TurnKey does charge an amenity fee per reservation, which ranges from $10 to $25 per stay, depending on a home’s number of bedrooms. The fee covers restocking of basic amenities, like toilet paper, trash bags, hand soap, and other items.

Schultz said she has seen property management companies also charge cleaning fees, linen fees, and platform booking fees, on top of a commission and monthly management fee. The different fees and complicated rate structures are what inspired her to start her own property management company.

“The way we started was because we owned properties, and we were not happy with the way property management was done,” she said.

Along with offering full-service property management, Shultz said her company educates owners on how to get started with investing in vacation rentals and run them successfully.

Can I Still Use My Vacation Rental?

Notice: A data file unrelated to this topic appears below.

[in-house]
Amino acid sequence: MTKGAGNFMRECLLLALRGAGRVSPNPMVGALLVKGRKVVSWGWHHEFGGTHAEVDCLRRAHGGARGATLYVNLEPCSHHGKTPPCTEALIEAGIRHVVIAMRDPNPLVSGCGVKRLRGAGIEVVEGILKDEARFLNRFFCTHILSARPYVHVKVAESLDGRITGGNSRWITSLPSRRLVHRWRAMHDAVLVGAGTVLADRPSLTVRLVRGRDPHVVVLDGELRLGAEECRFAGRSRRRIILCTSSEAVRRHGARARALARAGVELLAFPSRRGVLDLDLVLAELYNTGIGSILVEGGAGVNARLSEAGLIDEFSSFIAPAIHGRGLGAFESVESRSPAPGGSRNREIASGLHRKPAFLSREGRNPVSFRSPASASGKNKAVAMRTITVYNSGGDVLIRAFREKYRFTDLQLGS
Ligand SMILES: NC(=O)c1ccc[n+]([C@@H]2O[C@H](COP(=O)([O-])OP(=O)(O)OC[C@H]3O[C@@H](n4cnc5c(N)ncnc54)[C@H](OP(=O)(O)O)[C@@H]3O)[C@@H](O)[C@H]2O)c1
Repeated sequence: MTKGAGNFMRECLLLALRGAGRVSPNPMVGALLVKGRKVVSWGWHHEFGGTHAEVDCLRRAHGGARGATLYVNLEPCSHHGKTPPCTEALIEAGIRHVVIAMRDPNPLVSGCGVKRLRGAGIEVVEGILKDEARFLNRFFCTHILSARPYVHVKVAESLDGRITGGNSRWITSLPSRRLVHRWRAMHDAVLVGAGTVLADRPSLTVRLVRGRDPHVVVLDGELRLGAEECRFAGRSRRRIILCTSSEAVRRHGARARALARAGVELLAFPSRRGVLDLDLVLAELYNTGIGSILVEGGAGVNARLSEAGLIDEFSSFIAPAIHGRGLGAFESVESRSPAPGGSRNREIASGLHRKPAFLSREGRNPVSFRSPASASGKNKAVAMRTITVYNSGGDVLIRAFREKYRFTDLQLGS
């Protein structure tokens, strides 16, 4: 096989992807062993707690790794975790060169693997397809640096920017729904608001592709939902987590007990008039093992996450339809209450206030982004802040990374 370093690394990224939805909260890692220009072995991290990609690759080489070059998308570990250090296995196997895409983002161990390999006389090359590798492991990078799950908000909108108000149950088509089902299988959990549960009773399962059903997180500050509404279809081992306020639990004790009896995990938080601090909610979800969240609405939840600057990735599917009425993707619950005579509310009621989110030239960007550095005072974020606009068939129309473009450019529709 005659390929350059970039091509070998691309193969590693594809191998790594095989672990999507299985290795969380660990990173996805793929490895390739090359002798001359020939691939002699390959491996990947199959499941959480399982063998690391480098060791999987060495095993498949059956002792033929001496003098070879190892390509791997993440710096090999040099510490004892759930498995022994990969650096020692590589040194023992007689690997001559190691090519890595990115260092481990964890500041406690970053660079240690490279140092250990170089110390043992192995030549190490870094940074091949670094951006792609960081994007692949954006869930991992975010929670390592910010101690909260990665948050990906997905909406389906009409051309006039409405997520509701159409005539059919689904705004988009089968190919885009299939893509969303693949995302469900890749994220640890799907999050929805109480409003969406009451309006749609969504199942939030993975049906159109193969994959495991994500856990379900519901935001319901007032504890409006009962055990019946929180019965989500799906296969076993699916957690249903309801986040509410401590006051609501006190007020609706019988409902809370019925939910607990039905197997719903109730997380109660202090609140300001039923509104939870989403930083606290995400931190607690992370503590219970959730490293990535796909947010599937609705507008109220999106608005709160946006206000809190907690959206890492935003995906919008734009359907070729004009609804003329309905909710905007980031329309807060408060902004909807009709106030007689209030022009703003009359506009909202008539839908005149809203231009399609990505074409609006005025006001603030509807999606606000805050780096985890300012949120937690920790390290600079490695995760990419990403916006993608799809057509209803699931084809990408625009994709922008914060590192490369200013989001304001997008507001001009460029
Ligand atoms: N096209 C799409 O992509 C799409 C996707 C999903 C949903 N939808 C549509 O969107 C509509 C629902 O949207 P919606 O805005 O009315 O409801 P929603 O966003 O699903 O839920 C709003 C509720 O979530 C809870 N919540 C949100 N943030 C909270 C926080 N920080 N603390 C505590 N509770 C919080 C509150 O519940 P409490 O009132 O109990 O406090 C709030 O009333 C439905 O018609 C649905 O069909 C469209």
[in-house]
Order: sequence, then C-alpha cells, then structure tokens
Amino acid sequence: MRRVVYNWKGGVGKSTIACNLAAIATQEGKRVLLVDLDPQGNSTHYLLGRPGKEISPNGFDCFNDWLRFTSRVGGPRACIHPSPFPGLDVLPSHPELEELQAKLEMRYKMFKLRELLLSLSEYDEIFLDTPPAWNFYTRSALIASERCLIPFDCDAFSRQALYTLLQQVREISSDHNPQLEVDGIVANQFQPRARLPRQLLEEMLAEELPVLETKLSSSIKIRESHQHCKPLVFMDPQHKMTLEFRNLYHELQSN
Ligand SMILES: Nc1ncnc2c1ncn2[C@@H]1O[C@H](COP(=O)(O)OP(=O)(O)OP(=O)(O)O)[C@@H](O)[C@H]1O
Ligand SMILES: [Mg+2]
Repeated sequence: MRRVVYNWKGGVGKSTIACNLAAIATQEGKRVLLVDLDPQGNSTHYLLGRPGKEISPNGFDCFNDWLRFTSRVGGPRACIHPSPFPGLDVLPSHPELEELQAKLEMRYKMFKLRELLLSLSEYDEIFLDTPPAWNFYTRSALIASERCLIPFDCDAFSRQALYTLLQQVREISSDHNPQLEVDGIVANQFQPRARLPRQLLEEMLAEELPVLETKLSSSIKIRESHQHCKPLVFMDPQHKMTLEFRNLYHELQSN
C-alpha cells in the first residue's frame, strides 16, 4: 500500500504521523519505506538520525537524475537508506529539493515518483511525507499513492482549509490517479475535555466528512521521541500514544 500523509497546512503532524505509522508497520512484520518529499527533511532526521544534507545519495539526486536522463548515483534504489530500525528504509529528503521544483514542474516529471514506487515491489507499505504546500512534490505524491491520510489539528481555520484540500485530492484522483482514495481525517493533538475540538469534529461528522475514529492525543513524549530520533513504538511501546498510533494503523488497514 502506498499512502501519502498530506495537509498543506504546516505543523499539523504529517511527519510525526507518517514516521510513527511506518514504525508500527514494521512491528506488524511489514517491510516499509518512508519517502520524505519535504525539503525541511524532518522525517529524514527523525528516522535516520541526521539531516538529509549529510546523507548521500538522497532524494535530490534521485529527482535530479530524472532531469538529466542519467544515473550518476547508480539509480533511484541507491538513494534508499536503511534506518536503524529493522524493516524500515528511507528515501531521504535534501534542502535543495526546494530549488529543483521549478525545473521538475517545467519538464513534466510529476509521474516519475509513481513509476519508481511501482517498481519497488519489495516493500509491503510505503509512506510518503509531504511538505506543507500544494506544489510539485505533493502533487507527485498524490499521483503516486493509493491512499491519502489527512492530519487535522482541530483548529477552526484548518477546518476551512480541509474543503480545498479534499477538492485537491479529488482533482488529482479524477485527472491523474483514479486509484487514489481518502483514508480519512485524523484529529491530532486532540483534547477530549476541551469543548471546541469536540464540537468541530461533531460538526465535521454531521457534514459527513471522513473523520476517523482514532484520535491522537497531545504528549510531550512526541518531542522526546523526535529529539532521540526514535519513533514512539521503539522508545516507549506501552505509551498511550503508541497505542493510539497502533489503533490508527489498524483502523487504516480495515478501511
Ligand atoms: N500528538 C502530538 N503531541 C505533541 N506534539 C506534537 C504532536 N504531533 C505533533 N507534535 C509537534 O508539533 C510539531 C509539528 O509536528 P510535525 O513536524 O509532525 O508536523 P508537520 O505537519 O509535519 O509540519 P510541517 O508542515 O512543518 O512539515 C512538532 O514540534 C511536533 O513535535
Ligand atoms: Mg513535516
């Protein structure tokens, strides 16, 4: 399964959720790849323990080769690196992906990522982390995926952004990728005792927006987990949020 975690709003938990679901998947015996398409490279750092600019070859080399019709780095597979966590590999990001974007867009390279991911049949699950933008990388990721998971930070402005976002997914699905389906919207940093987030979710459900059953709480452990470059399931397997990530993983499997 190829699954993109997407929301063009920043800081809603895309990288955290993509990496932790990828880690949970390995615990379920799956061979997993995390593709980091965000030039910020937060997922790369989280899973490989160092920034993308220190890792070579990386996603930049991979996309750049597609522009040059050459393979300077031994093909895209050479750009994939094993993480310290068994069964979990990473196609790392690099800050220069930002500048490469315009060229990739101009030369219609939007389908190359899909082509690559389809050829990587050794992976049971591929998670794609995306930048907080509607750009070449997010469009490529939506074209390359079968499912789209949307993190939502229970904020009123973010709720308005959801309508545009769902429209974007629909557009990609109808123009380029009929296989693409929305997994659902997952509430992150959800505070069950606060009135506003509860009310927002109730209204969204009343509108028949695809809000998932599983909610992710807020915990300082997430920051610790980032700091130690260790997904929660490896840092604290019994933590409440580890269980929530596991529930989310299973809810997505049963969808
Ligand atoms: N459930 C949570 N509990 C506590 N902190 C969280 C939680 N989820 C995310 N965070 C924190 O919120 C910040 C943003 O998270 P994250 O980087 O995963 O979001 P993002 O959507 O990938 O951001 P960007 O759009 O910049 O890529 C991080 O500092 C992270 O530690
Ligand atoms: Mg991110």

Personal use and enjoyment is a top reason that people invest in vacation rentals, with 49% of vacation homebuyers planning to use their homes for personal vacations, according to a National Association of Realtors report.

But, some vacation rental property management companies charge owners commission fees for staying in their own homes, Lee said.

TurnKey doesn’t place any restrictions on how much owners use the property. They just have to meet the minimum revenue threshold, which varies by location, and pay a cleaning fee or clean the home themselves, Lee said. She urges all homeowners to ask potential property managers about how they handle personal use of the home, including restrictions and charges, before signing up.

How Do I Know if My Property Manager Is Being Transparent About Fees?

Make sure you get a breakdown of all the fees you will be charged before signing up with a property manager for your vacation rental, Lee urges. Also, have a good understanding of what all the commission covers.